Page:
Police: Alligator attacks homeless man in Florida

Humans and alligators have lived together for centuries, but in Florida the population is on the rise. Here are things you need to know about living in an area populated with alligators. USA TODAY

MELBOURNE, Fla. — A homeless man swimming in a Florida creek was attacked by an alligatorMonday, Melbourne police say.

The man, known in the homeless community by his street name "Ron Jon," suffered a number of deep punctures along his shoulder as a result of a struggle with the alligator in Melbourne's Crane Creek, police said. The attack happened under a U.S. 1 overpass, in a fishing spot popular with the area homeless community.

“He was in the river and an alligator came up and grabbed him. It grabbed him by the shoulder,” said Cmdr. Dan Lynch of the Melbourne Police Department.

Police were training in the area at the time and heard what sounded like loud screams just after 9 a.m.

“The officers heard the screaming and found him on the bank of the river with significant gashes on his shoulder. We found him there on the shore,” Lynch said, of the man, who was conscious and in pain.

The man was treated quickly. Florida Fish and Wildlife Commission officers began a search for the alligator. But the alligator — whose size was not immediately known — has not been located. Several Fish and Wildlife Commission boats were canvassing the river.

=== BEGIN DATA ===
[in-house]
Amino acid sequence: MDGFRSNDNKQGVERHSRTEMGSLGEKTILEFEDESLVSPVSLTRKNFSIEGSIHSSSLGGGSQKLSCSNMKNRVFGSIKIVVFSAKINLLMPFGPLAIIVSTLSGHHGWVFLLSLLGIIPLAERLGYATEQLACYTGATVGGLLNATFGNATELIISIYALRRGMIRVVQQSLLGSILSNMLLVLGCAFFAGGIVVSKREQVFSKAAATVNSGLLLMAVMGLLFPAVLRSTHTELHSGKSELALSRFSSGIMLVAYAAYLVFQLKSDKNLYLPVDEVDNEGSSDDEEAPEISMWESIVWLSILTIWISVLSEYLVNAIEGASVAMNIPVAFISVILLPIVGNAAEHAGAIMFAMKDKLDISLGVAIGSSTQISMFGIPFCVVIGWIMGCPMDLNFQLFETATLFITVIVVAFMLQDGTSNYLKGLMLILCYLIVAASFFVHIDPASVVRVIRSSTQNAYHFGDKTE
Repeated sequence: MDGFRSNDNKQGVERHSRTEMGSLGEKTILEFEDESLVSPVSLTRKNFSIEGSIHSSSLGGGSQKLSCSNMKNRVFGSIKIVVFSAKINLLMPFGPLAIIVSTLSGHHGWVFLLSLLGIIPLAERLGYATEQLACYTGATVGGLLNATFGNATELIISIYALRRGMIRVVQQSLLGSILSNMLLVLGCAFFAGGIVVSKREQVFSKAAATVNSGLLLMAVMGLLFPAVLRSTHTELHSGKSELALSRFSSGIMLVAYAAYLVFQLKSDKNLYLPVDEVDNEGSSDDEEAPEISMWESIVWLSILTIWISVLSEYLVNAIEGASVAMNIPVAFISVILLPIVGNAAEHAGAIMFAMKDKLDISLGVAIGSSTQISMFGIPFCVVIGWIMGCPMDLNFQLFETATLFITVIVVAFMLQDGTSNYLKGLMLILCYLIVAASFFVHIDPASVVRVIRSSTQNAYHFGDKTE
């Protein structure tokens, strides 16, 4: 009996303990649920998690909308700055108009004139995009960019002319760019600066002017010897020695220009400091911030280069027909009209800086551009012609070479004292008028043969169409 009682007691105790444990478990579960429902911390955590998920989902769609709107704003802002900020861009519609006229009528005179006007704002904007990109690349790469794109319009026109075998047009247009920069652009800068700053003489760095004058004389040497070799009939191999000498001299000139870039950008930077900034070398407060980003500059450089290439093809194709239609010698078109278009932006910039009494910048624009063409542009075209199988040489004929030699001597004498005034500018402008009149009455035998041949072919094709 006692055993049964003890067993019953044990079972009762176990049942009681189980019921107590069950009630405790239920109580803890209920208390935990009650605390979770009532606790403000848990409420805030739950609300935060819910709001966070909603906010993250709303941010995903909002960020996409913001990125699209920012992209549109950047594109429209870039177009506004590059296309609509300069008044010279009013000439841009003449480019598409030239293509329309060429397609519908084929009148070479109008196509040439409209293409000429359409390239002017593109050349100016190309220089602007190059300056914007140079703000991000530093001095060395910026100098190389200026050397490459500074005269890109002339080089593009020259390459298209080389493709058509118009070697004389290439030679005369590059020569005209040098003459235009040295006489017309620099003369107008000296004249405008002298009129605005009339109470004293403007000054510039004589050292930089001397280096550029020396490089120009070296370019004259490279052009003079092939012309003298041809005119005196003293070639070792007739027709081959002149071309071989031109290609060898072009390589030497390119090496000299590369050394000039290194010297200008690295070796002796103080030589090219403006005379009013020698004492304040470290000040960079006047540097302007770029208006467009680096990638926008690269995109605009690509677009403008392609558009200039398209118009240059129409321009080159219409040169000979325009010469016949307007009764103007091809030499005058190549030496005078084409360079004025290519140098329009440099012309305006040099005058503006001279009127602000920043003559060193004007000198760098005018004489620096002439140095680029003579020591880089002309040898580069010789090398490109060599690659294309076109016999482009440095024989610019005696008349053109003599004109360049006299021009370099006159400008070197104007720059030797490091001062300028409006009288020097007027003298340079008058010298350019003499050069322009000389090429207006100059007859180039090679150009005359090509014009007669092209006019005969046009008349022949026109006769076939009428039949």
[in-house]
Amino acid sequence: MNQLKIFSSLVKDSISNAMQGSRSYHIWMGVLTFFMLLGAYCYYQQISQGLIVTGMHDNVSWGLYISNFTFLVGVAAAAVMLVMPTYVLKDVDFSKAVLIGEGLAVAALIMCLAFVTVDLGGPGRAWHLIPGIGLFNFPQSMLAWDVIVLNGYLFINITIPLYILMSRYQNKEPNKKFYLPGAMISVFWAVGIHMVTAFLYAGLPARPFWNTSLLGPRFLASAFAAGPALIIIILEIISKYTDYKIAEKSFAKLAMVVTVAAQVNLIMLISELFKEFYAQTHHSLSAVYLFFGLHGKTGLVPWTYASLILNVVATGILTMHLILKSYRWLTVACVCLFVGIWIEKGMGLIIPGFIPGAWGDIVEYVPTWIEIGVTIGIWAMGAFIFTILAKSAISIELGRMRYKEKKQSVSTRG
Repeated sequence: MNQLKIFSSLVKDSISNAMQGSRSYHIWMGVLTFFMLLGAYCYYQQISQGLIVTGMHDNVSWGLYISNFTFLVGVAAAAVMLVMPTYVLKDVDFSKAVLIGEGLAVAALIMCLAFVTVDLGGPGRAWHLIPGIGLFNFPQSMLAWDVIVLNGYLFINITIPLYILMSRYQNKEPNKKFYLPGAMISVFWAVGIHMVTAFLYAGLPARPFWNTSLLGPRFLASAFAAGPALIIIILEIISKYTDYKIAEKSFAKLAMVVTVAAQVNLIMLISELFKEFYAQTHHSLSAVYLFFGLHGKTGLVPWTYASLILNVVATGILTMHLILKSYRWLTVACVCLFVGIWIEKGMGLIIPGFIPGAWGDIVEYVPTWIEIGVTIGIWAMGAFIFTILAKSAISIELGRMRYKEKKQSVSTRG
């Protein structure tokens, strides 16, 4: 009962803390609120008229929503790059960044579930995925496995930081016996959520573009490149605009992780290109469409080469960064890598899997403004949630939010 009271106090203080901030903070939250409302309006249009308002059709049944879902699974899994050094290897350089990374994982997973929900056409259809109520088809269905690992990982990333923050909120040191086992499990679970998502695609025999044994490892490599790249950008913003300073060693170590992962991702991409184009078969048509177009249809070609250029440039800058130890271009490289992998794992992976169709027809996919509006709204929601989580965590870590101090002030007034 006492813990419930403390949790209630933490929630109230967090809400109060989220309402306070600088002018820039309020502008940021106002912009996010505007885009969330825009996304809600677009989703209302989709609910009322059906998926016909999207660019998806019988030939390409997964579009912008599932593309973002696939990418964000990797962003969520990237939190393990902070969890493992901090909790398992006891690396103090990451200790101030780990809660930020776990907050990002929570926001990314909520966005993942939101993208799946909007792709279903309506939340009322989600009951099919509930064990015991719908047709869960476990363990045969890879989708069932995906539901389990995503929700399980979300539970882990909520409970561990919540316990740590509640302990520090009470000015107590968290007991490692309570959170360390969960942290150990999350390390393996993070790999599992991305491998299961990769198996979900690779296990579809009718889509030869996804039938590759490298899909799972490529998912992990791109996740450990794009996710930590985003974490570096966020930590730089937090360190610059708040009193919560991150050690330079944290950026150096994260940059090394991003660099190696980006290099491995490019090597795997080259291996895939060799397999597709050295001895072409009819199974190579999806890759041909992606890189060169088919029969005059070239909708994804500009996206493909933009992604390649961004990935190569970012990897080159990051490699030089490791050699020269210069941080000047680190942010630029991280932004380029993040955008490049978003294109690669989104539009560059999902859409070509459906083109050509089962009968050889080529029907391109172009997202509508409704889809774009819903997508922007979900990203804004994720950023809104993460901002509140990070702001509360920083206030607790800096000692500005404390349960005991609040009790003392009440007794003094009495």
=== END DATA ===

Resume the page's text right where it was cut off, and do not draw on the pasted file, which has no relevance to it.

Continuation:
One man said he saw the alligator before the attack.

"I was standing up on the bridge and I happened to look that way," said Marc Smith-Brown. "The head (of the gator)," he said, stretching out his hands to show width, "I kid you not, was that big." Smith-Brown, however, did not see the actual attack but knew that the victim was wading in the warm waters.

The man’s condition was not immediately known. He was rushed to the hospital.

The alligator attack is one of several reported in Florida this year, including the June incident where an alligator dragged a 2-year-old boy into the water at a Disney Resort.

According to statistics from the Florida Fish and Wildlife Conservation Commission, a dozen or more bites are recorded a year.

In 2015, Florida had its first fatal alligator attack since 2007.

Contributing: Tim Shortt, Florida Today; Mary Bowerman, USA TODAY Network. Follow J.D. Gallop on Twitter: @JDGallop

 


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